cannabis painkiller men

Cannabis, a Painkiller that is More Effective in Men than in Women

  • Although consumption of cannabis for medicinal purposes has proven, long ago, its effectiveness in treating various health problems, its use as a pain reliever is the most widespread.
  • It has already been demonstrated that marijuana active ingredients can affect people differently.
  • However, a new study from Columbia University in New York evidences, for the first time, that the soothing action of the compounds of the plant is more potent in males than in females.
cannabis painkiller men

Today, numerous scientific studies and experiences have proven the effectiveness of cannabis to treat various health problems. Among these, pain is one of the most common: while some women use cannabis to relieve discomfort caused by menstruation, others take it as a remedy for a disease that accompanies them for life. According to Mark Ware, a researcher at McGill University in Montreal (Canada), "between 10 and 15% of chronic pain patients use cannabis as part of their pain management strategy."

In one of his latest studies, published in the 'Canadian Medical Association Journal' a few years ago, Ware precisely verified the effectiveness of the use of marijuana as a palliative for these medical conditions. His team conducted a clinical trial with adults suffering post-traumatic neurological and postoperative pain. After inhaling 25 milligrams of cannabis with a 9.5% THC content, three times a day for only five days, 12 women and 11 men who participated in the research felt less pain and slept better. Although his work included individuals of different gender, Ware made no distinction about the results.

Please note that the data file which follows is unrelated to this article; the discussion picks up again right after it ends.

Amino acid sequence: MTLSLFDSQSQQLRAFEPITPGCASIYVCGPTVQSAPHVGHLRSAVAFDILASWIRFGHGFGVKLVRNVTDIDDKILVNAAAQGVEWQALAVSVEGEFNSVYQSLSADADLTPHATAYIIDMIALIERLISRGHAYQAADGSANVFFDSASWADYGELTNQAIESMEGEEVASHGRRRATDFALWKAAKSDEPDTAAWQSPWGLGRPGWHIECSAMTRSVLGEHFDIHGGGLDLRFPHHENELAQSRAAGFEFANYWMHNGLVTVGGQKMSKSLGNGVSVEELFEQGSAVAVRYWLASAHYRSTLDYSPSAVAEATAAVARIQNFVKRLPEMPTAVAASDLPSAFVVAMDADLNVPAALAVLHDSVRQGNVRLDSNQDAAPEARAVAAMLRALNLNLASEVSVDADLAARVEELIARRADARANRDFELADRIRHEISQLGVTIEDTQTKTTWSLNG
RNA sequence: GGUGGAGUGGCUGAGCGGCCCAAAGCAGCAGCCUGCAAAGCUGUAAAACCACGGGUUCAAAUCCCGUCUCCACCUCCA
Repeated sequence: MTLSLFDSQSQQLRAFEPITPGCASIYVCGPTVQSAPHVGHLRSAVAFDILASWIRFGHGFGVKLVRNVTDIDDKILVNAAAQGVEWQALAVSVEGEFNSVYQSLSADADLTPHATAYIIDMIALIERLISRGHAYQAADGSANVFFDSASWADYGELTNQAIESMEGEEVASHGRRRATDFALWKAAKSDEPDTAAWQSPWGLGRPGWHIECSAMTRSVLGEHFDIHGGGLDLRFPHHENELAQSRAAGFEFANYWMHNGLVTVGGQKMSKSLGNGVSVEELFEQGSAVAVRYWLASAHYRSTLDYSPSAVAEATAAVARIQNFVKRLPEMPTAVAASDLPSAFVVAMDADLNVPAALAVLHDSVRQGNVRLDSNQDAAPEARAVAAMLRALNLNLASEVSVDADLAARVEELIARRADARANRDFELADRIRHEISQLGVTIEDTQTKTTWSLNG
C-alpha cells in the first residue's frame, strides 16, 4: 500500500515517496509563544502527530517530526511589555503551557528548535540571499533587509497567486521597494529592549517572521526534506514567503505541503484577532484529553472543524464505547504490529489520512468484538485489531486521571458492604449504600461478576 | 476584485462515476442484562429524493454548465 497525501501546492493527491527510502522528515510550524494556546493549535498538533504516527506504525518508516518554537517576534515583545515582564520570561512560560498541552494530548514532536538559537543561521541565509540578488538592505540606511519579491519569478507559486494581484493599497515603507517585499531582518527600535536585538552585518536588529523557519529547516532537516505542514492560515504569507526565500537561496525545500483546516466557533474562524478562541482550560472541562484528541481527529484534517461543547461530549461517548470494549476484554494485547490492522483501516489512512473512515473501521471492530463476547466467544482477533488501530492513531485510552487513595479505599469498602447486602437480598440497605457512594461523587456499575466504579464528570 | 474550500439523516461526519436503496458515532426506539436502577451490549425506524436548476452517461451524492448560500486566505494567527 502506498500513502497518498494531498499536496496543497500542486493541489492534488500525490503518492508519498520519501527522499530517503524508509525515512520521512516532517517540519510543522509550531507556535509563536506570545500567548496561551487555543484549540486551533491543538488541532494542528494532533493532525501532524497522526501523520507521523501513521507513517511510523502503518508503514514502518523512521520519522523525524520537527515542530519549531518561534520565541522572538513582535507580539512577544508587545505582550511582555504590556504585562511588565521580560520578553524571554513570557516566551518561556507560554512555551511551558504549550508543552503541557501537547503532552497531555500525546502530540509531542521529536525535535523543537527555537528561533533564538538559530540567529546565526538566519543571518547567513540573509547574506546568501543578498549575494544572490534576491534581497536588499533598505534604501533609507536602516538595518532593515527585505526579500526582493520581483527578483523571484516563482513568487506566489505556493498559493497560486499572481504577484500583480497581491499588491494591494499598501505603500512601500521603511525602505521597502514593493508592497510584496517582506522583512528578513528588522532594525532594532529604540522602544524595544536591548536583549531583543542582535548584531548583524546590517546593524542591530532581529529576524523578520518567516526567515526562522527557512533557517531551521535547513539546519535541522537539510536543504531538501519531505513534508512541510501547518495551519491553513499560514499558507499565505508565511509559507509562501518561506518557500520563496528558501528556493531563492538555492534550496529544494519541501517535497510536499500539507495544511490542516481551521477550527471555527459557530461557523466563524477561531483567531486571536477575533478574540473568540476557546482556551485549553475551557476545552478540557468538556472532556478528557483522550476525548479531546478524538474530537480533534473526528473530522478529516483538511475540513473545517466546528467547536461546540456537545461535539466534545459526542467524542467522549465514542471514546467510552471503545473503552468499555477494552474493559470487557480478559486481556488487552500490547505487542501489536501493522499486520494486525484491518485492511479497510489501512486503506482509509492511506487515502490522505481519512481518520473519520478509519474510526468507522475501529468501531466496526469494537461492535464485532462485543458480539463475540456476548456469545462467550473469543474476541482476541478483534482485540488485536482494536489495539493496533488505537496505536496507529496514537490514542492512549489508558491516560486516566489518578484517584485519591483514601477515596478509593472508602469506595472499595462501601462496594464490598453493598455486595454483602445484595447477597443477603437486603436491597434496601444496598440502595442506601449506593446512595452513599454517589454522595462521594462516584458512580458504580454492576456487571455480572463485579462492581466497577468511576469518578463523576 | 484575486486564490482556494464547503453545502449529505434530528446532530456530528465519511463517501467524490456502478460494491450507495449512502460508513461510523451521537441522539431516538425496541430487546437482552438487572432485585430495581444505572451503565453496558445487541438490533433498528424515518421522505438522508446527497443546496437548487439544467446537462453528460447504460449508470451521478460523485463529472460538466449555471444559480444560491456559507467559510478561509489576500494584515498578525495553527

However, "pre-clinical evidence suggests that the relief provided by cannabis products varies among the sexes," said Ziva Cooper today, neurobiologist of the Department of Psychiatry at Columbia University in New York. So far "no studies had shown this to be true in humans," says the expert. Most analysis took into account people of only one sex or did not consider sex to be an important factor in the investigation.

Now the results of a recent study by Cooper and his colleague Margaret Haney suggest that the analgesic power of marijuana is more effective in men than in women. This is the first research confirming this gender difference in the painkilling effect of the plant.

THC, the psychoactive compound of the plant, is one of those responsible for the medicinal use of cannabis, acting on the human endocannabinoid system. The body naturally produces very similar molecules that function as neurotransmitters or chemical messengers to regulate the response to different stimuli such as appetite and pain. The THC in marijuana simulates their behaviour and binds to the same receptors located in different parts of the body, but which are especially abundant in the brain. Its link to these centres causes a response in the nervous system which inhibits, in a varying degree, the sensation of pain.

To analyse this calming effect, the researchers did two tests with 49 smokers of both sexes –21 women and 28 men in total–who consumed marijuana for pleasure; i.e., they did not show any medical condition that caused them pain.